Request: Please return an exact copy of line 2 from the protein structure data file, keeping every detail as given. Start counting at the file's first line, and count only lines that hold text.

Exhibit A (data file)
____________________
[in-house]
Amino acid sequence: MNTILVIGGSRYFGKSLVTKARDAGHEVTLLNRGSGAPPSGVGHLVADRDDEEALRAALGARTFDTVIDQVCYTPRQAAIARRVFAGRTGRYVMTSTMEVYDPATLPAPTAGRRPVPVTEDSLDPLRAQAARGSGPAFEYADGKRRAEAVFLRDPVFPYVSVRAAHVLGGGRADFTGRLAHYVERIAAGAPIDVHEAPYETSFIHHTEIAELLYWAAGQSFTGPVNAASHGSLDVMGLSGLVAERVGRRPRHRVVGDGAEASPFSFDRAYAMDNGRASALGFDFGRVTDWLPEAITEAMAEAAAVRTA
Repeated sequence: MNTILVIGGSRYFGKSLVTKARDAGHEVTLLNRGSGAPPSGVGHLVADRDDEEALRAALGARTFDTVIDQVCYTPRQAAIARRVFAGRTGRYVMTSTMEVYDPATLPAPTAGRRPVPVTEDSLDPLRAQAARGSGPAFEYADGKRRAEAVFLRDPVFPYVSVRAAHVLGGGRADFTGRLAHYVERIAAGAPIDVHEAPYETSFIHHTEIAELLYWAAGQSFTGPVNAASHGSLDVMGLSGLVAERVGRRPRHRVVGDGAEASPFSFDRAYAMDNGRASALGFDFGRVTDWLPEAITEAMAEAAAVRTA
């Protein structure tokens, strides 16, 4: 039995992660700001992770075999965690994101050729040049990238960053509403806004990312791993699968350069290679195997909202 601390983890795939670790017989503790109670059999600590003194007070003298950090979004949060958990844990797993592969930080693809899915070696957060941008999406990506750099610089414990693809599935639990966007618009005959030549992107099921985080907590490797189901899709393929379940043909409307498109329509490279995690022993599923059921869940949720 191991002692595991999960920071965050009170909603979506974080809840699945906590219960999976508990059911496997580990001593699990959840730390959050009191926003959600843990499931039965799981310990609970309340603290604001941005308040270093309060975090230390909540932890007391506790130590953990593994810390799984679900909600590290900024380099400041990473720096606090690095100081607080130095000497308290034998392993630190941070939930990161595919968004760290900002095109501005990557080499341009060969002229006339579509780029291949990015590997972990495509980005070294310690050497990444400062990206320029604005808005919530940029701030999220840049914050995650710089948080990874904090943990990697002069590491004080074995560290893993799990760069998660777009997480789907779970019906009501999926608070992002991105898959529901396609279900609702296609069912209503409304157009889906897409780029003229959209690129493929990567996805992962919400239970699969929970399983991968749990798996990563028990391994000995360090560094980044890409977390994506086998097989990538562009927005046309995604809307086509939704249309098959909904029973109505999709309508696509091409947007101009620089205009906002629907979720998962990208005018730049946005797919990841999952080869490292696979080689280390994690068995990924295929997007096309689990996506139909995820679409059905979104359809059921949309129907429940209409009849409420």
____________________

Amino acid sequence: MNTILVIGGSRYFGKSLVTKARDAGHEVTLLNRGSGAPPSGVGHLVADRDDEEALRAALGARTFDTVIDQVCYTPRQAAIARRVFAGRTGRYVMTSTMEVYDPATLPAPTAGRRPVPVTEDSLDPLRAQAARGSGPAFEYADGKRRAEAVFLRDPVFPYVSVRAAHVLGGGRADFTGRLAHYVERIAAGAPIDVHEAPYETSFIHHTEIAELLYWAAGQSFTGPVNAASHGSLDVMGLSGLVAERVGRRPRHRVVGDGAEASPFSFDRAYAMDNGRASALGFDFGRVTDWLPEAITEAMAEAAAVRTA